Writer Gets Idea While Doing the Dishes

It is common for writers to have their own amusing, or even peculiar, ways of getting ideas or inspiration for their writing.

Some famous writers for example, like George Orwell and Marcel Proust, would prefer writing lying down. James Joyce would lie on his stomach and would also have to wear his white coat. Virginia Woolf, on the contrary, would prefer standing more; she once used to have a standing desk.

Some writers also consider moving around a good way of making ideas flow. Wallace Stevens would walk, Agatha Christie would munch apples while in the bathtub, Vladimir Nabokov would find a spot to write in a parked car, Woody Allen would write while on his subway rides.

Whenever and wherever, a writer could get an idea, even while watching the small nozzles of a kitchen faucet while doing the dishes. There are some that could find their muse while doing some other things, or in other words, multitasking, like how Alexander Dumas and Gertrude Stein do.

Some would freak out and ask, “How in the world could a writer get an idea while doing the dishes?” It’s simple. There are quite some things you could find beauty in doing the dishes—if you don’t hate it that much, I guess.

Think about how martial artists, yogis, monks, and just anyone doing meditation would at times seek the sound of flowing water. The music of water can calm the mind. It can either clear away any thoughts or that from there; it can also make ideas flow along with the sound being heard.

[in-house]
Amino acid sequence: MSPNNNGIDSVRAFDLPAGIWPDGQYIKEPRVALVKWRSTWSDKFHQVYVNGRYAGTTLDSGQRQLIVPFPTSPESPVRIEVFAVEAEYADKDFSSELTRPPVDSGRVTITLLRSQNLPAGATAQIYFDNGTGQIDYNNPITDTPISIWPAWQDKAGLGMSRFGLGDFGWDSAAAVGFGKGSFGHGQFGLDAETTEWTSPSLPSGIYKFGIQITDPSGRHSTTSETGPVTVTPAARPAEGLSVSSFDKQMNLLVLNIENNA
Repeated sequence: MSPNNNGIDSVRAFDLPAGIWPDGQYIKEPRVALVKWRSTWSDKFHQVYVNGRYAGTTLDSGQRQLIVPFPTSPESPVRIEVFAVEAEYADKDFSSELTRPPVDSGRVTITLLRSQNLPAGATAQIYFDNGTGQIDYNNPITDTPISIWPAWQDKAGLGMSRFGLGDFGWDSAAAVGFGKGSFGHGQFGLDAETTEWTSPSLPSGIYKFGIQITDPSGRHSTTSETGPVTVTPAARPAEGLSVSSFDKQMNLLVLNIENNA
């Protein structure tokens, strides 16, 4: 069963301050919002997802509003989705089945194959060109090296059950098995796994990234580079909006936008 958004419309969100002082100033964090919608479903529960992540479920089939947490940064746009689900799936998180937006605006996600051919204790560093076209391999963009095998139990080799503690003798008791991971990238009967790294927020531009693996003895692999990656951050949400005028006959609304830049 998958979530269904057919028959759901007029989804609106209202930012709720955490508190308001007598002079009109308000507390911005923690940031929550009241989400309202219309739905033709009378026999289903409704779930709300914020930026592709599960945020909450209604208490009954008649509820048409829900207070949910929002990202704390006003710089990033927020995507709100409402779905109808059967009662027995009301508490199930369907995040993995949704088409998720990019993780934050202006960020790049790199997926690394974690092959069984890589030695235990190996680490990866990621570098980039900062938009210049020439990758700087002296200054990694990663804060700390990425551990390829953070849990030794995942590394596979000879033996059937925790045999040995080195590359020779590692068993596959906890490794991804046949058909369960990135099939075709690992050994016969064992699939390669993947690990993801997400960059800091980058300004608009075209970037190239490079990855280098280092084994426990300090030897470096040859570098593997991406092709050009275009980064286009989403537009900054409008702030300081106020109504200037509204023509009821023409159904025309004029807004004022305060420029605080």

Sights smell and tastes could give an effect to someone, especially ones wanting to call on creativity from within. In doing the dishes, for example, observing how the water goes from the faucet to the sink, splashing through the glasses, plates, and everything—this affects the mind that could brew even the tiniest ideas one could have to form stories, poetry, and prose. The bubbles also, like how it sprouts one by one, could call out words the muse within is wanting to express.

Another way a lot of writers try to battle against the so-called writer’s block is by moving. Getting your body at work could allow proper blood flow, making body processes function well, primarily, in the nervous system. So if you are doing chores for example, just like doing the dishes, you are exercising hand and brain coordination, stimulating the mind to go through thinking processes smoothly.

These are just some ways on how a writer gets an idea while doing the dishes. No matter what one is doing, as long as the mind is being allowed to be free—free to observe things, free to feel things, and open to contemplate at things—imagination occurs. You and you alone could find what works for you, so

never cease looking through things and things to do. The stories one writes are in the first place what is from the words that emerge from whatever stimuli one is surrounded by. What if from the small nozzles of the kitchen faucet, your ideas will flow? You’re the one to find out.